Impressions from my short visit to the US after 2 years

I have SO much to share from my latest journey to the US. I had the opportunity to travel to San Francisco for about a week to participate in a new educator program with Technovation. I also had a number of young Moldovan girls traveling with me as well since they were there for similar events but for different trainings.

I will be sharing much more about these various aspects of the trip soon. In the meantime, I wanted to share some of my first impressions after not being in the US for 2 years. I’m currently back in Moldova now, but am writing this at a crazy hour since I’m not tired thanks to the 10 hour time change and jet-lag.

Here’s some of my impressions of changes and things that really stood out to me upon my short return to US soil (in no particular order):

 1. I heard English everywhere! I often found myself startled as I could understand pretty much all conversations around me EVERYWHERE. On the street, in public transport, and on the TV and radio. It was refreshing, but also a noticeable abrupt change for me.

DSC_0086
I liked the little specialized shops at the Ferry Building Marketplace.

2. The US flag was everywhere! I don’t know if this is something that was like this before or if it’s a recent change (or just me), but it seemed like the US flag was every where I turned. The times I just caught myself staring was when I would see a number of them clustered together in a parking lot of a business. It may have been a bit of shock of not actually realizing where I really was until I saw the flags waving in the wind. Who knows… but this one caught me by surprise.

3. Uber is amazing! When I had left for Moldova, Uber was something that was just starting to take off in big cities. I used it for the first time in San Francisco and found it to be my preferred way to travel when it was difficult to connect between the places I needed to get to and from. It was easy, didn’t take long for a car to show up and sometimes was cheaper and quicker to transport a group of us from location to another. Every time I used it I wanted to hug each driver (but I didn’t), they were so helpful and nice and plus I didn’t have to deal with cash. Thanks, Uber.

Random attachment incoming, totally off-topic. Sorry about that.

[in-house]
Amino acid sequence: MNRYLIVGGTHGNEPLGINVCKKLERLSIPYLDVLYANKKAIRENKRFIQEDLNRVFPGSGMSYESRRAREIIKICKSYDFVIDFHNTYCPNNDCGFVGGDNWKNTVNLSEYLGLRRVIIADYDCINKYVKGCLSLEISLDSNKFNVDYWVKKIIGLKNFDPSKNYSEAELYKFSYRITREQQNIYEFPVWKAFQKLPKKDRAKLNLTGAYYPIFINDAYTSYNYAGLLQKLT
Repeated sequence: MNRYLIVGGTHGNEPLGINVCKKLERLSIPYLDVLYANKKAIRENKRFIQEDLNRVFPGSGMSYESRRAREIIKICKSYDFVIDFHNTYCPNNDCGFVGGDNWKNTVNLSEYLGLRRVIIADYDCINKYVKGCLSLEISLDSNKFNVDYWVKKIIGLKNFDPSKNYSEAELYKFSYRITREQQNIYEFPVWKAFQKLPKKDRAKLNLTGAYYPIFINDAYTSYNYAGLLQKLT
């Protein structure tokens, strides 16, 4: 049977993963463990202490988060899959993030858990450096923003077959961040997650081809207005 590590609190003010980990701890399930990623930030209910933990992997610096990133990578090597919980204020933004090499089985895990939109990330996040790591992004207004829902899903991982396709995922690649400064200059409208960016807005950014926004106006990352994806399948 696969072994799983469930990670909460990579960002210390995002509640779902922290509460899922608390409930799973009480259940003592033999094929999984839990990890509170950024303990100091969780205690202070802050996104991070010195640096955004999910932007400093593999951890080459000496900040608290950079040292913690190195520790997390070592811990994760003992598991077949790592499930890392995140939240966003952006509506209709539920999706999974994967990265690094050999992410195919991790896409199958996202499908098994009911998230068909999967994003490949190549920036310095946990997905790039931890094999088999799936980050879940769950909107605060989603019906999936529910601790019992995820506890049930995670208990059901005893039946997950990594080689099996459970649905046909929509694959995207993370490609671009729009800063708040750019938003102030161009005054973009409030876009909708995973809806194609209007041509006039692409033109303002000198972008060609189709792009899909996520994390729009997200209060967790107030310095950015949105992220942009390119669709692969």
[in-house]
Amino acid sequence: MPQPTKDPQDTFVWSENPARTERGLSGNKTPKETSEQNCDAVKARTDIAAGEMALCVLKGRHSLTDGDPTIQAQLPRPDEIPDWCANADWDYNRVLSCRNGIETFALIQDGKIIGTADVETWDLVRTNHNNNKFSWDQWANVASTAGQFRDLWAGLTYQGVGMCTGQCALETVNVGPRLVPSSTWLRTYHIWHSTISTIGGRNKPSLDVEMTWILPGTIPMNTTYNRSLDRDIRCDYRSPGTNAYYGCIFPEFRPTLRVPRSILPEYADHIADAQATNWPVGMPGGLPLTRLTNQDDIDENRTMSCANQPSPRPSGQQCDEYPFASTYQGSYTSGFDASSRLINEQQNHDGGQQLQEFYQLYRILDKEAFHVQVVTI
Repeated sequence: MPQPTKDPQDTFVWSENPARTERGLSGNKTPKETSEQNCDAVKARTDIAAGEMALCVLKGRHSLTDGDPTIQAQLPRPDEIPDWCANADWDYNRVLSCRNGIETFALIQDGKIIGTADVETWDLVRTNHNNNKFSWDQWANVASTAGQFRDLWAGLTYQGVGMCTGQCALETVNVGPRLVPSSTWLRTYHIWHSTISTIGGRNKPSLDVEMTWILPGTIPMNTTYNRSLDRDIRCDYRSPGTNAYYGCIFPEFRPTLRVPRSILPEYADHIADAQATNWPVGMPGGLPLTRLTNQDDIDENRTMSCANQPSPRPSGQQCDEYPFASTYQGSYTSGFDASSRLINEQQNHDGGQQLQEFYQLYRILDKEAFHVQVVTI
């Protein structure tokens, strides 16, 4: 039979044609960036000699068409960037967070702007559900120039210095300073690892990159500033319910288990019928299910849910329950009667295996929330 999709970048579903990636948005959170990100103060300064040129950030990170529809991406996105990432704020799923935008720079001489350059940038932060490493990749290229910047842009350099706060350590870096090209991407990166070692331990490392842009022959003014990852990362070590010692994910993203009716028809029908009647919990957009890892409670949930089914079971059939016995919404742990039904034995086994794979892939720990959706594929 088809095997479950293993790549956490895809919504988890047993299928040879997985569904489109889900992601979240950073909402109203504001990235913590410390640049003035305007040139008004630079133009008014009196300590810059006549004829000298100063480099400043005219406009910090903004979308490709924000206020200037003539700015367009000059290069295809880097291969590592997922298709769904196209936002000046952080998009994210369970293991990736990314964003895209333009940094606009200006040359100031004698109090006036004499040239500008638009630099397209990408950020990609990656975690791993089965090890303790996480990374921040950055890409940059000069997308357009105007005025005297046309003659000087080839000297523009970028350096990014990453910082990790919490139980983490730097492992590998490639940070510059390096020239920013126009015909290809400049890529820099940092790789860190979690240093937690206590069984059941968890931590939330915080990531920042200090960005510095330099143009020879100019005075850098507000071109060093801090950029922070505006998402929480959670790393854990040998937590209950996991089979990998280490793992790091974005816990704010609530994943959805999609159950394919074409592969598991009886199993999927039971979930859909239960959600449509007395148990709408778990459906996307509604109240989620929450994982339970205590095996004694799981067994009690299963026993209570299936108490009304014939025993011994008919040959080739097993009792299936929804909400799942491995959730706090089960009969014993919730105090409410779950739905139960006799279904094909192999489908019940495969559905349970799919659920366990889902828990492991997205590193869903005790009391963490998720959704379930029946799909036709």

IMG_6672
I was able to save even more by taking an UberPool, which means you share the car with someone else who is going to the same area. This had to have been one of the cleanest and best smelling cars I have been in a long time, or ever.

4. Pokemon Go? The news seemed to hit about this new phenomenon the same week we were in San Francisco. I saw A LOT of people using it while walking along the sidewalks. I still don’t know what I think about it, but it was really strange for me to see so many people using their phones as guides along the streets of San Francisco. Pikachu, I see you?

5. The Peace Corps volunteer network is amazing! This was a constant theme through our whole trip. From a Returned Peace Corps Volunteer (RPCV) from Moldova taking the girls on a tour throughout the city on their free day; being able to stay and visit with former RPCV site mates from Moldova; to meeting up for dinner with a few other RPCVs from Moldova along with a RPCV friend I went to University with; to connecting with a Moldovan woman who had married an RPCV who heard the girls would be in town… and then running into currently serving volunteers from Moldova at the airport! It’s a small world after all. 🙂  [not all RPCVs are pictured below]